Sometimes, there’s a crucial conversation that needs to happen between IT leadership and someone else in the business. Until that conversation takes place, a grudge might linger, causing friction in new or existing projects. This grudge might not even come to light until the project is nearing completion.

Let’s step back for a moment. People disagree about projects and solutions all the time. Usually, goodwill and trust can be built, and differing views can be reconciled. When views can’t be reconciled for whatever reason, the best outcome is for those who disagree with the consensus view to agree to the consensus view. Failing that, agreeing to disagree is usually good enough.

In our jobs, we’re expected to be experts in change management, helping people see a brighter future through the solutions we implement. The solution may not make every person’s job easier, but overall, it will help the organization be more successful. Communicating this difference is important.

We’re also expected to be transparent. While we’re not blind to office politics, we genuinely strive to rise above these issues where we can. We understand that people sometimes worry about how a change effort will affect their job security, seniority, career, or have other very personal concerns.

One concern that often goes unnoticed isn’t, strictly speaking, a concern at all. It’s a grudge, held and left to fester because nobody in the organization owns the spot-and-defuse-grudges process.

Which explains why, when things go sideways, it often happens as we approach a Go-Live.   This is when a naysayer has the most leverage and, motivated by a long-standing grudge, responds to it by creating roadblocks under the guise of their concern.

The Grudgeholder may not say, “I didn’t like the IT Director, the software, or the vendor she chose, but I couldn’t give a solid reason to object earlier.”  They are more likely to rationalize the resistance, not recognizing their own part in stirring the pot.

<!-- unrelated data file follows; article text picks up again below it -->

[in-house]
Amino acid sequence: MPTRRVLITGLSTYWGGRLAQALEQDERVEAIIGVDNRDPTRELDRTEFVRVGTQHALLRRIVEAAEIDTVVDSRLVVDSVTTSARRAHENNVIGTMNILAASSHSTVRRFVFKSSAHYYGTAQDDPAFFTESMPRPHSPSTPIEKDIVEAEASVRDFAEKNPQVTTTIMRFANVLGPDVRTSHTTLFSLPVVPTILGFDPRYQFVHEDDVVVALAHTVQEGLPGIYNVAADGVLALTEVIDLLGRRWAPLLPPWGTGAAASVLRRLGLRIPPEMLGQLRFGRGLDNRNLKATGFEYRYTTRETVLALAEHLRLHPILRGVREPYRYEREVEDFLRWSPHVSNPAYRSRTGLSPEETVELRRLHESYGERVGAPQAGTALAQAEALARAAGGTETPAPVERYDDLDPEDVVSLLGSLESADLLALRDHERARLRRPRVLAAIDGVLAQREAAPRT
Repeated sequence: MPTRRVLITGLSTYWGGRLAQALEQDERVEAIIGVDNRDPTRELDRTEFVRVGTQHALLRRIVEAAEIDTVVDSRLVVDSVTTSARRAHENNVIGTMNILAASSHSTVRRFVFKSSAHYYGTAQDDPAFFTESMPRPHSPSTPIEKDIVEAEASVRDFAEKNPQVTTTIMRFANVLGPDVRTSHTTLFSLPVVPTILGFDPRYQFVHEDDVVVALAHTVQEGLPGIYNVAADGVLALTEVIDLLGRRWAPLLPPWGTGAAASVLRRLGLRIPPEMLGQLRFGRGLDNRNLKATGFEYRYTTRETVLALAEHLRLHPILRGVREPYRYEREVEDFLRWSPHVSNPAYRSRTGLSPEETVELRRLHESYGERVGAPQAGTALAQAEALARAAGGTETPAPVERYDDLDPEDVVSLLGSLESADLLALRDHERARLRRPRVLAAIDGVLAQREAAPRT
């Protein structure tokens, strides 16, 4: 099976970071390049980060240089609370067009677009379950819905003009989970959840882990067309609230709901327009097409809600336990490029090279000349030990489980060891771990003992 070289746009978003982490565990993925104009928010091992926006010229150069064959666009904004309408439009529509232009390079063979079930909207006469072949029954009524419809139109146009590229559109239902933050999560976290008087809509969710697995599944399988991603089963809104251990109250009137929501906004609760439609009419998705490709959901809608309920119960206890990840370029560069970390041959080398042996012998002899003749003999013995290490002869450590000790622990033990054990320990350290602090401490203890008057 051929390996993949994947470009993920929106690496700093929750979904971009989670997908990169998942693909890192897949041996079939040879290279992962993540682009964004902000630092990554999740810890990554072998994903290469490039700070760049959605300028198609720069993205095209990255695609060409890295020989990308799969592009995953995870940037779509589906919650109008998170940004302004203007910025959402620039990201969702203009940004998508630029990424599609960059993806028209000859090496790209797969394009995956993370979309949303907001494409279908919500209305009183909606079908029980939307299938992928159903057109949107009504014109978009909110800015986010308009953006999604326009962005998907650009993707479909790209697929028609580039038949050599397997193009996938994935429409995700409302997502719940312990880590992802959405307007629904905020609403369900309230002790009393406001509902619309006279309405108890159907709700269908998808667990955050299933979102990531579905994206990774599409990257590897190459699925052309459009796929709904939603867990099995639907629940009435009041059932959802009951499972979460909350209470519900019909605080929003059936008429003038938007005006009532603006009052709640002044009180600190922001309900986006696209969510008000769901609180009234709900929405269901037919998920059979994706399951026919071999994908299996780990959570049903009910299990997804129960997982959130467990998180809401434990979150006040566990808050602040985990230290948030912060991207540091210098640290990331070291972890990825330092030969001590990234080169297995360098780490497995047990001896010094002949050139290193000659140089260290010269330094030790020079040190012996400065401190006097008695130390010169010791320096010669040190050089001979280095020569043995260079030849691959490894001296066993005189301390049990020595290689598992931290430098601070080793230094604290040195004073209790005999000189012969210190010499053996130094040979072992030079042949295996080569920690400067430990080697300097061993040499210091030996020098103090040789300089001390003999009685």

The Protagonist (usually the CIO or IT Director) will point out, “Hey, we agreed on a selection process, a project management and reporting process, and a steering committee to manage this project. We agreed on a change management and training plan. We picked a vendor that was transparent in their reporting and billing, and we are on track for a successful project. What gives?”

When the dust settles, several points commonly emerge:

  • The grudge existed before the project started.
  • At best, the Grudgeholder’s concerns might be valid. It’s their timing that’s invalid.
  • As a result, by entertaining a Grudgeholder’s challenges, senior management has sent the message that project failure is an okay outcome. Rather than accepting the Grudgeholder’s challenges, senior management should make it clear that the time to raise and address them is in the next release.
  • Behavior that would never be tolerated between Sales and Production is tolerated between parts of the Business and IT. Company Senior leadership needs to take a hard look at themselves and their role in achieving the desired outcome.

How can this be avoided?

It seems easy to say now, but it probably starts with addressing the first point. Company leadership should sort out (and not tolerate) grudges between different parts of the business before starting projects together. If there’s a conflict, get it resolved and make necessary changes before embarking on any project together. Most of the time, these issues can be worked out through a focused conversation, or better yet, over lunch.

Recognizing the need to identify and neutralize Grudgeholders … and not just Grudgeholders but all manner of change resisters … is easy to miss during the overall effort of ramping up a change effort.


And even if you recognize the importance, you can’t expect someone to just tell you they’re going to resist the project.


Which is why every project should start with a formal Stakeholder Analysis – a set of techniques for identifying which stakeholders and stakeholder groups you can expect to promote, accept, or resist the change the project is supposed to institute. And, all project managers should engage in organizational listening – techniques for discovering What’s Going On Out There as standard practice.

Regardless of whether you get this support or not, as an IT leader, if you know there’s bad blood with another part of the team, get ahead of it now and resolve the issue. Otherwise, you can bet you’ll hear about it again, right when it’s most inconvenient.